Barbecue season is right around the corner! So, for this week's Make Your Own Solution, I am using SOLIDWORKS Simulation and SOLIDWORKS Flow Simulation to design a meat smoker out of a cardboard box and a broken crock pot.
Pushing the Boundaries of Simulation
If you have ever had the excitement of creating a new design, you have inevitably had questions come up that prevented the project from moving forward until they were answered. Questions like: Do we really need to use high strength (high cost) steel in this application? Is the design far enough along to justify spending the time building a prototype? What if this part gets shipped to the Sahara rather than Antarctica?
The project bogs down as the list of “what ifs” grows. Is this even a reasonable project? Or, I guess the real question should be how to you convince your significant other that your DIY smoker is a "good" idea?
The answer is Simulation. By running quick studies early, you can tell if your design is on the right track or if you should scrap the project in pursuit of a more promising opportunity. Later on, simulation can help refine a design, dialing in parameters, saving time over building full prototypes. You can even use simulation at the end of a project to validate that the design will meet the project requirements and to create vivid illustrations to show clients how the design functions.
When most people think of SOLIDWORKS Simulation, the mind immediately goes to a structural FEA. And while SOLIDWORKS does make creating structural studies very straight forward, there is much more to Simulation than linear static studies.
One often overlooked capability in SOLIDWORKS Simulation is thermal studies. You can use SOLIDWORKS Simulation to quickly find the operating temperature of components in a design. SOLIDWORKS Simulation allows for the accounting for convection, conduction and radiation as it relates to solid bodies.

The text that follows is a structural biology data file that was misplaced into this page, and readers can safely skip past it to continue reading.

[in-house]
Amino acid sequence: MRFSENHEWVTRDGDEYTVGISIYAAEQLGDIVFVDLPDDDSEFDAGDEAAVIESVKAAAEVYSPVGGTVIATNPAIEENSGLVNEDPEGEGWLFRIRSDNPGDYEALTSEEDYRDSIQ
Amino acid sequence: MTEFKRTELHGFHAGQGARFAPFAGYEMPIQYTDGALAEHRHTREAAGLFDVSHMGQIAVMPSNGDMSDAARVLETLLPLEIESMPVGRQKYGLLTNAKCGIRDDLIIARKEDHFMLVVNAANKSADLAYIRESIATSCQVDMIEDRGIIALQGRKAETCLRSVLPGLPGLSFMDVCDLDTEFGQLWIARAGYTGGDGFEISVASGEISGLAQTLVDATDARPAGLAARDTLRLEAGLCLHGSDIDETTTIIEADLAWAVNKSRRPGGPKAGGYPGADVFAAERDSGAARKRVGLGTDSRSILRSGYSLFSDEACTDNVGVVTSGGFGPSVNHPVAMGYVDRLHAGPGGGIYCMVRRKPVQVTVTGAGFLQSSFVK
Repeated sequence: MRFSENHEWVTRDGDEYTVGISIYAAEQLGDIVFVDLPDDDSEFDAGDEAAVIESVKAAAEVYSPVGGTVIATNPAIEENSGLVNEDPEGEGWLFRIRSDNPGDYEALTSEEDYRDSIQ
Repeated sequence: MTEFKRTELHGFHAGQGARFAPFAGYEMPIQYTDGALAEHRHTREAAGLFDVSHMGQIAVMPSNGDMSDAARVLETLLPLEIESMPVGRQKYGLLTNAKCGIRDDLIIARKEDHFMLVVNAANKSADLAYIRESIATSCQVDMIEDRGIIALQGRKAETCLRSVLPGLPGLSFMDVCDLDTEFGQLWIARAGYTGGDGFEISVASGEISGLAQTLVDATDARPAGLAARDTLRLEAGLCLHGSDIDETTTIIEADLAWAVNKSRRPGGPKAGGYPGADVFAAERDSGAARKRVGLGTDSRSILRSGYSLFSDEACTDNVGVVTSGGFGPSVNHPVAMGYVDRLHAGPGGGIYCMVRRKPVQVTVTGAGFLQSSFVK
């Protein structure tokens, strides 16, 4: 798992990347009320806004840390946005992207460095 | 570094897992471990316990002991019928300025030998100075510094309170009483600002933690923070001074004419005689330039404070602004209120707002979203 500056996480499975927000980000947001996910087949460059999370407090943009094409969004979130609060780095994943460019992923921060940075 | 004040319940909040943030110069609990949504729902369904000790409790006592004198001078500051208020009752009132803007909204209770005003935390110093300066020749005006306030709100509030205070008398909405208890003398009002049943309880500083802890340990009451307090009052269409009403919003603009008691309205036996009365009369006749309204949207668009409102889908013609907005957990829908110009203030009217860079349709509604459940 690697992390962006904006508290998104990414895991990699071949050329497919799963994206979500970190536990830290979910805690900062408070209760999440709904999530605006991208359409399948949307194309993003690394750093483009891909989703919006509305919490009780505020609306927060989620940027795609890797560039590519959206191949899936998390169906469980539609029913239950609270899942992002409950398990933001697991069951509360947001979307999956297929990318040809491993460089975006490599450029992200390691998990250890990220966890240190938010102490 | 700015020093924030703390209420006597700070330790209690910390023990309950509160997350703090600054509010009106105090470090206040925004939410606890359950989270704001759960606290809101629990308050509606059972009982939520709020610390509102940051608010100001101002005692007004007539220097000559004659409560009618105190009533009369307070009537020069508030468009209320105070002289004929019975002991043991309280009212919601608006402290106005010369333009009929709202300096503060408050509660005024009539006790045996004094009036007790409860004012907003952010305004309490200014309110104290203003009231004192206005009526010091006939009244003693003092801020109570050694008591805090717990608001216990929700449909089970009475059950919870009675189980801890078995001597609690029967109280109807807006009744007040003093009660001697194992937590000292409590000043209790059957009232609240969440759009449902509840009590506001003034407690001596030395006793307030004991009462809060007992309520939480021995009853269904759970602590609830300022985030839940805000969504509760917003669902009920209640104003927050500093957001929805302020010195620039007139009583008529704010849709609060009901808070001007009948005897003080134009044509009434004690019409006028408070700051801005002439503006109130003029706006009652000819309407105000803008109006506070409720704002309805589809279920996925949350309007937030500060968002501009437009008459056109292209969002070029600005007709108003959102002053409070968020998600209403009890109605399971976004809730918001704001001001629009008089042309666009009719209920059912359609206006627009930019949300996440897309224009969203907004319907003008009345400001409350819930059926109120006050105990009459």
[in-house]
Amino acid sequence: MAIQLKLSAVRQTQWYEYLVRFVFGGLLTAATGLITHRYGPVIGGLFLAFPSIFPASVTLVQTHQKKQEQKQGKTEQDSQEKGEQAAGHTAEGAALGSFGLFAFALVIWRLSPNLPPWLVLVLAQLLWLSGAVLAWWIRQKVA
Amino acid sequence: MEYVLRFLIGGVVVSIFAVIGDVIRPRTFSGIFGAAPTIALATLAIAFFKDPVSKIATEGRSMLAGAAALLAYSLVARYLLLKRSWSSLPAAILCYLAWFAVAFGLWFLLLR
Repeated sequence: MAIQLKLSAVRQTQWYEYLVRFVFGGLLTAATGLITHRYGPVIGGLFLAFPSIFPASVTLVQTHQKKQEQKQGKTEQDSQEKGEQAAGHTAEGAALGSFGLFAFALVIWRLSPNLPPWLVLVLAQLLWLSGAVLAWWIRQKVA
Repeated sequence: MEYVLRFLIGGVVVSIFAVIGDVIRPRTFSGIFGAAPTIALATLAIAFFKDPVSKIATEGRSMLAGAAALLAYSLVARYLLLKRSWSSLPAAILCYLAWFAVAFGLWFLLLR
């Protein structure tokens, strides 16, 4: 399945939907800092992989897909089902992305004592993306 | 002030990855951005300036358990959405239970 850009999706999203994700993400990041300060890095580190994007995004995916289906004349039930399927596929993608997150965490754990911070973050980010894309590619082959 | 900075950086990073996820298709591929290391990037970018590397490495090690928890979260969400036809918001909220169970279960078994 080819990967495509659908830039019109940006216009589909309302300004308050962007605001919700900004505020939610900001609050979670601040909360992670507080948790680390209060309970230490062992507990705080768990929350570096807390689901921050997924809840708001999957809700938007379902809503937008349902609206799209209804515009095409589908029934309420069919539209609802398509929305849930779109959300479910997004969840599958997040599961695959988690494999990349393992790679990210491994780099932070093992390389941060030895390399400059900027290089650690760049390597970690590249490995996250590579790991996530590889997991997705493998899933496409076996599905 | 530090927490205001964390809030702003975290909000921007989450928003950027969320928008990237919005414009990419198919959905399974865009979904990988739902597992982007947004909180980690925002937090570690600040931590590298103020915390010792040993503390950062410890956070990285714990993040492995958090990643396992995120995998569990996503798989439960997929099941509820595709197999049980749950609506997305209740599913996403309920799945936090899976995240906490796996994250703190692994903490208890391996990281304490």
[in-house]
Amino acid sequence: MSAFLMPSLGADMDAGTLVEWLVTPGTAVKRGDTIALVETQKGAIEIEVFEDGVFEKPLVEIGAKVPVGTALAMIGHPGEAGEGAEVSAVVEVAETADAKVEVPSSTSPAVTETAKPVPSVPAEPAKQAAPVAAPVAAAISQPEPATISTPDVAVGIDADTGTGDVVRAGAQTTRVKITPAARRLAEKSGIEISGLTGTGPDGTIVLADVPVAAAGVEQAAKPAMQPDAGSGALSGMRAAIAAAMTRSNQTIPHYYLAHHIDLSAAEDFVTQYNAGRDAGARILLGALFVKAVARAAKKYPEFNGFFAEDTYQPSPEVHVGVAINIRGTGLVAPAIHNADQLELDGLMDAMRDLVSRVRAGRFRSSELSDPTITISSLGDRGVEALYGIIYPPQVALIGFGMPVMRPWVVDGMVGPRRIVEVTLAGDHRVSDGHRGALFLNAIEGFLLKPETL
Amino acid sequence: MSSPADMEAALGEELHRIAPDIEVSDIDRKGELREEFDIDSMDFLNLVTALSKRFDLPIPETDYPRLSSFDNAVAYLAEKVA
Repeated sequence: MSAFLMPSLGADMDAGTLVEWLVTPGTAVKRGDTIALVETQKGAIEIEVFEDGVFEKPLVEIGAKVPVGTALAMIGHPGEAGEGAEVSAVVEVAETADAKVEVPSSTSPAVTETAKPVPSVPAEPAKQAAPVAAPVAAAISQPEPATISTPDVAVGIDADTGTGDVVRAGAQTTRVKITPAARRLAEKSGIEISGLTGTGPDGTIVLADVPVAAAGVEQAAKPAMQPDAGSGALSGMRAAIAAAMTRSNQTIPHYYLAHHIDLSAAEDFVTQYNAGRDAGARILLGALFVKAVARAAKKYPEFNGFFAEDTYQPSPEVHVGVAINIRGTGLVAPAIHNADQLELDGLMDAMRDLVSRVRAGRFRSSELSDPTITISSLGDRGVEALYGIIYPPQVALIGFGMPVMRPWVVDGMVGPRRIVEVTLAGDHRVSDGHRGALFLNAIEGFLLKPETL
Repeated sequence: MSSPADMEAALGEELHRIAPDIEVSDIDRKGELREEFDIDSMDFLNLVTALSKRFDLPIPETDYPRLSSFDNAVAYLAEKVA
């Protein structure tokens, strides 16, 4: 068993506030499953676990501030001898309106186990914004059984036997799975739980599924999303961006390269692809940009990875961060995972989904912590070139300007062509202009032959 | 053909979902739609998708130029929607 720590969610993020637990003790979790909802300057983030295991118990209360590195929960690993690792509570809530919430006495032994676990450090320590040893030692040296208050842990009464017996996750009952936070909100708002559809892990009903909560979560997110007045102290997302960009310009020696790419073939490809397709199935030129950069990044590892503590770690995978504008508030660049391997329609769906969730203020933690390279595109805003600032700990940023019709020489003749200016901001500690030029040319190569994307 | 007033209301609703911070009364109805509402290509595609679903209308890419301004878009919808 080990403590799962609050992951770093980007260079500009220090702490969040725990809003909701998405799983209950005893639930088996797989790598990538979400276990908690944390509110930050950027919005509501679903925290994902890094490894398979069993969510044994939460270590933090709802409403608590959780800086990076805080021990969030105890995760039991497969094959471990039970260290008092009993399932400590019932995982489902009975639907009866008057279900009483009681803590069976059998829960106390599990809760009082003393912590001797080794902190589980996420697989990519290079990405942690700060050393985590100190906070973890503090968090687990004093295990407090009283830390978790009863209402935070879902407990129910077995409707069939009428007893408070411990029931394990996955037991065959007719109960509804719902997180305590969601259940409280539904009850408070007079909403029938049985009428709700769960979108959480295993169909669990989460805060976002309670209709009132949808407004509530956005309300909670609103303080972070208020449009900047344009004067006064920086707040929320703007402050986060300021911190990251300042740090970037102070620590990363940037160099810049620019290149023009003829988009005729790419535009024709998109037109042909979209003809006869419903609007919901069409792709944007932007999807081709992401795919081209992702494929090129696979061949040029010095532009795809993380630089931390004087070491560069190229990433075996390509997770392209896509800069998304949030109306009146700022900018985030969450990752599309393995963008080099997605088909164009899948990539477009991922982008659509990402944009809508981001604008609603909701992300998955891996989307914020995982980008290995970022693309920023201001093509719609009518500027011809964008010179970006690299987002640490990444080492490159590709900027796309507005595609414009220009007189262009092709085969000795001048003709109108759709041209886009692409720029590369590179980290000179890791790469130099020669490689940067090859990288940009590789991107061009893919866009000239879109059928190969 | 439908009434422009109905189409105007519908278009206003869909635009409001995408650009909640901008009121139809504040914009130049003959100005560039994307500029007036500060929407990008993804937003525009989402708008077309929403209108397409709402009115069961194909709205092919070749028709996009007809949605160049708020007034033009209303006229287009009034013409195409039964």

In addition to static and transient thermal problems, it is also possible to use SOLIDWORKS Simulation to find the thermal stress caused by thermal expansion. With so many simulation possibilities, you may not think you would ever need to venture beyond the vast boundaries of SOLIDWORKS Simulation. However, at some point, you may find it is time to move beyond SOLIDWORKS Simulation, and venture into the land of SOLIDWORKS Flow Simulation.
Designing a Meat Smoker
Recently, I wanted to make a meat smoker out of a cardboard box and a broken crock pot. At first blush, this may seem like redneck engineering, not fit for simulation. However, I wanted to know if my idea would work or if I needed to modify my plans (before burning the house down).
With SOLIDWORKS Simulation, I could determine that I should NOT have the cardboard box touch the heat source. Doing so, would cause the temperature of the cardboard to rise to the point of combustion. However, I also wanted to know if the smoker would come up to temperature in a New England winter and if free convection would be enough to create consistent cooking.
To see how I solved these and other design questions, check out the video.
Have ideas about something you want to make? Comment below! After all, there is always more than one way to make your own solution!